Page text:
On May 16, 2016, President Obama signed into law the Defend Trade Secrets Act of 2016 (DTSA). The new law takes immediate effect and will provide important new federal protections against unauthorized disclosure of proprietary and confidential business information. However, one provision of DTSA immediately affects employers and other parties using confidential information and non-disclosure agreements with employees and independent contractors.Read More
The Equal Employment Opportunity Commission issued final regulations on Wednesday that place limits on financial incentives used in certain employer-sponsored wellness programs. The two rules issued under the ADA and GINA, essentially limit such incentives or penalties to 30 percent of the cost of employee-only group medical coverage. Wellness programs that require employee or spouse medical examinations, or disclosure of family medical history, cannot include financial terms that reward or punish employees beyond this level based on their participation decision.Read More
Section 1128 of the Social Security Act (42 U.S.C. 1320a–7) (available here) established mandatory and permissive authority for exclusion of health care providers from federal health care programs based on provider conduct. In April 2016, the Office of Inspector General of the Department of Health and Human Services (“OIG”) issued an updated list of non-binding criteria for evaluation of provider exclusion under the permissive exclusion authority (the “Exclusion Guidance”). The new Exclusion Guidance is available here. The Exclusion Guidance (i) establishes a presumption of exclusion for any provider who defrauds a federal health care program, (ii) contemplates that the presumption may be rebutted, and (iii) sets forth a list of criteria to be used by the OIG in making a determination whether to seek exclusion.
In applying the Exclusion Guidance, the OIG assesses whether the entity presents a future risk to a federal health care program One of the considerations is an evaluation of the provider’s history of compliance. Lack of a preexisting compliance plan that incorporating the U.S. Sentencing Commission Guidelines Manual’s seven elements of an effective compliance program (available here) indicates that a provider presents a higher risk to the federal health care program supporting exclusion. On the other hand, if the provider has a history of “significant self-disclosures made appropriately and in good faith,” the provider presents a lower risk. The fact that the provider has a preexisting compliance plan alone (in the absence of a history of self-disclosures) does not impact the risk assessment.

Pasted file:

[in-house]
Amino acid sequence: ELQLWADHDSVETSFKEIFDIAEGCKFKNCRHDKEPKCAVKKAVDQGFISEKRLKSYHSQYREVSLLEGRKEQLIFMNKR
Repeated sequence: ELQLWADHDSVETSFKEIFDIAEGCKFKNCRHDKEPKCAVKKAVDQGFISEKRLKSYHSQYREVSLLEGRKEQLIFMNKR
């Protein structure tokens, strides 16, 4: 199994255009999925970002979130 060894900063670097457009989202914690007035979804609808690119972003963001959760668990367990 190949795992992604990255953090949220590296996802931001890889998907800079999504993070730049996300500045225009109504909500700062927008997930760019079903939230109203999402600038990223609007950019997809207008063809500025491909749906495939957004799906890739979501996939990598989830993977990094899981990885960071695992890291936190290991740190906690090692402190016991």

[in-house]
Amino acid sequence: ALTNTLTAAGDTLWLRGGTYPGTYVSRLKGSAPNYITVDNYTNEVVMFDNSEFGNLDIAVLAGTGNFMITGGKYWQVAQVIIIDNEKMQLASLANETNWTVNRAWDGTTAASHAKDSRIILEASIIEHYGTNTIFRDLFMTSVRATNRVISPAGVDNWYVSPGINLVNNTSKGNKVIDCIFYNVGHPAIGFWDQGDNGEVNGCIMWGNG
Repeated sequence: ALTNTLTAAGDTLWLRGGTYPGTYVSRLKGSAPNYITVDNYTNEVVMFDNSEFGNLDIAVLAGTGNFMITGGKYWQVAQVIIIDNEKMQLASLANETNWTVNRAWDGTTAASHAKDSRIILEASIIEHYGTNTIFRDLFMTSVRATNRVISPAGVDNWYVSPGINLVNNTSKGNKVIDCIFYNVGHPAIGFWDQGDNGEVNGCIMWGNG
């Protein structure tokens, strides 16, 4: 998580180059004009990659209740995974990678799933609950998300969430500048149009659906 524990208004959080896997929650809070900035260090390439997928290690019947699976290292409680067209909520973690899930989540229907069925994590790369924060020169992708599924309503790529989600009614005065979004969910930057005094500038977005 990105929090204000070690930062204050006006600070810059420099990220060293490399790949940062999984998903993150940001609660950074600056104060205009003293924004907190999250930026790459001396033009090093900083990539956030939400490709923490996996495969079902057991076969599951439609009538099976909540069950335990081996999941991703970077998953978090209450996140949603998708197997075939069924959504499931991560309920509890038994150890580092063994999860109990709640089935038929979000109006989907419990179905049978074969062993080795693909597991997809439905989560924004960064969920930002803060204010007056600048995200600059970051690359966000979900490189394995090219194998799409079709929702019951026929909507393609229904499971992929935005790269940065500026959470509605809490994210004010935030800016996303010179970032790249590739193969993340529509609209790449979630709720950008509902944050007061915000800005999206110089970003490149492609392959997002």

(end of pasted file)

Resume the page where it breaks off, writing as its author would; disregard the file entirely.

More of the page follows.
Health care providers are subject to a broad range of laws and regulations requiring the development of internal policies and plans to ensure training, ongoing compliance and appropriate response to suspected violations. Parker Poe’s attorneys understand the complex requirements of these laws and regulations and work closely with our health care clients to conduct a risk assessment to identify the appropriate scope of compliance plans, to design and implement those plans, to design training for staff, and to develop procedures to monitor for compliance. When suspected violations of the compliance plan are identified, we work with clients to appropriately investigate and address any non-compliant activity.
The Affordable Care Act (sometimes referred to as Obamacare) included a requirement for providers to report and return all Medicare and Medicaid overpayments within 60 days of identification. Although this requirement has been in effect since 2010, the Centers for Medicare and Medicaid Services (“CMS”) has proposed but failed to promulgate rules serving to further clarify this requirement. On February 12, 2016, CMS published a final rule, which went into effect March 14, 2016. The final rule applies to Part A and Part B of Medicare.
On March 11, 2016, CMS proposed implementation of a new two-phase model for drugs reimbursed under Part B of the Medicare Program (“the Proposed Model”). Drugs reimbursed under Part B include drugs administered in hospital outpatient departments or in physician offices. The purpose of the Proposed Model is to test alternative drug payment designs with the goal of (i) reducing overall costs to the Medicare program, and (ii) enhancing quality of care.Read More